Boletellus russellii

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Boletellus russellii
Mushroom - Flickr - USDAgov.jpg
Scientific classification
Kingdom: Fungi
Division: Basidiomycota
Class: Agaricomycetes
Order: Boletales
Family: Boletaceae
Genus: Boletellus
Species: B. russellii
Binomial name
Boletellus russellii
(Frost) E.-J.Gilbert (1931)
Synonyms[1]

Boletus russellii Frost (1878)
Ceriomyces russellii (Frost) Murrill (1909)
Frostiella russellii (Frost) Murrill (1942)

Boletellus russellii, commonly known as Russell's bolete, is a species of bolete fungus in the family Boletaceae. An edible species, it is found in Asia and eastern North America, where it grows in a mycorrhizal association with oak, hemlock, and pine trees. Fruit bodies of the fungus are characterized by their coarsely shaggy stem. The yellow-brown to reddish-brown caps are initially velvety, but become cracked into patches with age.

Taxonomy[edit]

Originally named Boletus russellii by Charles Christopher Frost in 1878 from collections made in New England,[2] the species was transferred to Boletellus by Edouard-Jean Gilbert in 1931.[3] The specific epithet russellii honors American botanist and Unitarian minister John Lewis Russell, the first collector of the species.[4] Common names given to the mushroom include shagnet,[5] jagged-stem bolete,[6] and Russell's bolete.[7]

Description[edit]

The cap is hemispheric to convex or broadly convex, reaching a diameter of 3–13 cm (1.2–5.1 in). The cap surface is initially velvety, with a margin rolled inward, but after maturing the cap becomes cracked and forms scale-like patches. The color is yellow-brown to reddish-brown to olive-gray, while the flesh is pale yellow to yellow. The pore surface is yellow to greenish yellow; when the pore surface is rubbed or injured it will turn a brighter yellow color. The pores are angular, and about 1 mm wide, while the tubes that comprise the pores are up to 2 cm (0.8 in) deep. The stem is 4–8 cm (1.6–3.1 in) long by 1–2 cm (0.4–0.8 in) thick, and either roughly equal in width throughout, or slightly thicker at the base. Reddish brown to pinkish tan in color, the stem is solid (i.e., not hollow or stuffed with a pith), sometimes curved, and sticky at the base when moist. The surface texture is characterized by deep grooves and ridges, with the ridges torn and branched so as to appear shaggy. Boletus russellii has neither a partial veil nor a ring. Fruit bodies are edible,[7] but are "soft and insipid" and not particularly sought after by mushroom hunters.[6]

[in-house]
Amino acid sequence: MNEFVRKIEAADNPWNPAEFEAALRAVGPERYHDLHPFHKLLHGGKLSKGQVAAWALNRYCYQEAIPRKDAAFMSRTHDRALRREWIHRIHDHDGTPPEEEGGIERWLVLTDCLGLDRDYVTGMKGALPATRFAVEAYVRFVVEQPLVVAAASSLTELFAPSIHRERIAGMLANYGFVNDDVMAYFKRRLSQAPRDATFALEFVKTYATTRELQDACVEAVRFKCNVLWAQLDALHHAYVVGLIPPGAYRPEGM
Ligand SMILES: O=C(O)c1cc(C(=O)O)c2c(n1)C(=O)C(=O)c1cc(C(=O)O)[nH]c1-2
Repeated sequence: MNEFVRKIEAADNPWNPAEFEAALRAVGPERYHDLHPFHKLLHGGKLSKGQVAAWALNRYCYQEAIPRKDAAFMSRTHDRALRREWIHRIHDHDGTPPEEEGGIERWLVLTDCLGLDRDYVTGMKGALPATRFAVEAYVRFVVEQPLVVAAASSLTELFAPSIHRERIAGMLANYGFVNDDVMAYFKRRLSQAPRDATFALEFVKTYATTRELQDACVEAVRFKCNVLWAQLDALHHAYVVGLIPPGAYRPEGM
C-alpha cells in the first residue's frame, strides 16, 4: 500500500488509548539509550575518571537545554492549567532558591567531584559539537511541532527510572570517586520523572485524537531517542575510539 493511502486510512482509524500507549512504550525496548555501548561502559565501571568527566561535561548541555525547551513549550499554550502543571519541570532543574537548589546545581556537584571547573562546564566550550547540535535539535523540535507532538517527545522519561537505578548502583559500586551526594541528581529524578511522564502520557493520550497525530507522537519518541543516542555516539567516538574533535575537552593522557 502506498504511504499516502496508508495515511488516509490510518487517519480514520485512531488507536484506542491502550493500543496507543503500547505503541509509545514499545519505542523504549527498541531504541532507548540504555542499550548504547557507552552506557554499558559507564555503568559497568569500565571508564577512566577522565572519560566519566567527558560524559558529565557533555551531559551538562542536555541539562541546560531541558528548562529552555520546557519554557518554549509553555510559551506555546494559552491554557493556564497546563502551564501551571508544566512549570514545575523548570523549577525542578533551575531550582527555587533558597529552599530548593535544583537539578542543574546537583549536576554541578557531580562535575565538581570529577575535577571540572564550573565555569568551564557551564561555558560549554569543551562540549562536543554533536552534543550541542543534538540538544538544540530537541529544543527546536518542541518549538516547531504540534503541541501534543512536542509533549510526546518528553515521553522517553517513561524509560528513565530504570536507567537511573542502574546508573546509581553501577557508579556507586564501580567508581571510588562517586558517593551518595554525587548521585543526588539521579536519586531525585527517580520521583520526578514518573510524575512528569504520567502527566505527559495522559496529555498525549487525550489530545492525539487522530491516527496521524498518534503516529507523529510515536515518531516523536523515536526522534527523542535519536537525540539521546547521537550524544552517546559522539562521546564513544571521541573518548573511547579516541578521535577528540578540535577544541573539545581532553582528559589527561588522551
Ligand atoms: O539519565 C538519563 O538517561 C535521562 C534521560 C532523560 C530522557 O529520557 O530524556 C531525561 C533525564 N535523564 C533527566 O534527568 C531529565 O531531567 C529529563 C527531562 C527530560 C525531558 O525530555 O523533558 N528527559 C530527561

The spore print is olive brown. The spores are ellipsoid, measuring 15–20 by 7–11 μm.[7] Similar to the reticulation of the stem,[6] the spore surfaces have deep longitudinal grooves and furrows, sometimes with a cleft in the wall at the top of the spore.[7]

Similar species[edit]

Austroboletus betula is somewhat similar in stature and also has a deeply reticulate stem, but can be distinguished by its smooth, shinier cap and spores with pits.[7]

Habitat and distribution[edit]

Boletellus russellii is known from eastern North America,[8] where it grows singly or scattered on the ground in association with oak, hemlock, and pine trees. The geographic range extends from eastern Canada south to Central America,[6] and west to Michigan and southern Arizona. It is also found in Asia, including Korea[9] and Taiwan.[10]

See also[edit]

References[edit]

  1. ^ "Boletellus russellii (Frost) E.-J. Gilbert 1931". MycoBank. International Mycological Association. Retrieved 2012-08-31. 
  2. ^ Peck CH. (1878). "Report of the Botanist (1875)". Annual Report on the New York State Museum of Natural History. 29: 29–83. 
  3. ^ Gilbert E-J. Les Livres du Mycologue Tome I-IV, Tom. III: Les Bolets (in French). pp. 1–254 (see pg. 107). 
  4. ^ Smith AH, Weber NS (1980). The Mushroom Hunter's Field Guide. Ann Arbor, Michigan: University of Michigan Press. p. 112. ISBN 0-472-85610-3. 
  5. ^ McKnight VB, McKnight KH (1987). A Field Guide to Mushrooms: North America. Peterson Field Guides. Boston, Massachusetts: Houghton Mifflin. p. 101. ISBN 0-395-91090-0. 
  6. ^ a b c d Roberts P, Evans S (2011). The Book of Fungi. Chicago, Illinois: University of Chicago Press. p. 327. ISBN 978-0226721170. 
  7. ^ a b c d e Bessette AE, Roody WC, Bessette AR (2000). North American Boletes. Syracuse, New York: Syracuse University Press. pp. 86–7. ISBN 9780815605881. 
  8. ^ Kuo M. (November 2006). "Boletellus russellii". MushroomExpert.com. Retrieved 2012-08-31. 
  9. ^ An Y-H. (1998). "Notes on Korean Strobilomycetaceae (II) – on Boletellus". Korean Journal of Mycology (in Korean). 26 (2): 211–29. ISSN 0253-651X. 
  10. ^ Chen CM, Yeh KW, Hsu HK (1998). "The boletes of Taiwan (X)". Taiwania. 43 (2): 140–9. ISSN 0372-333X.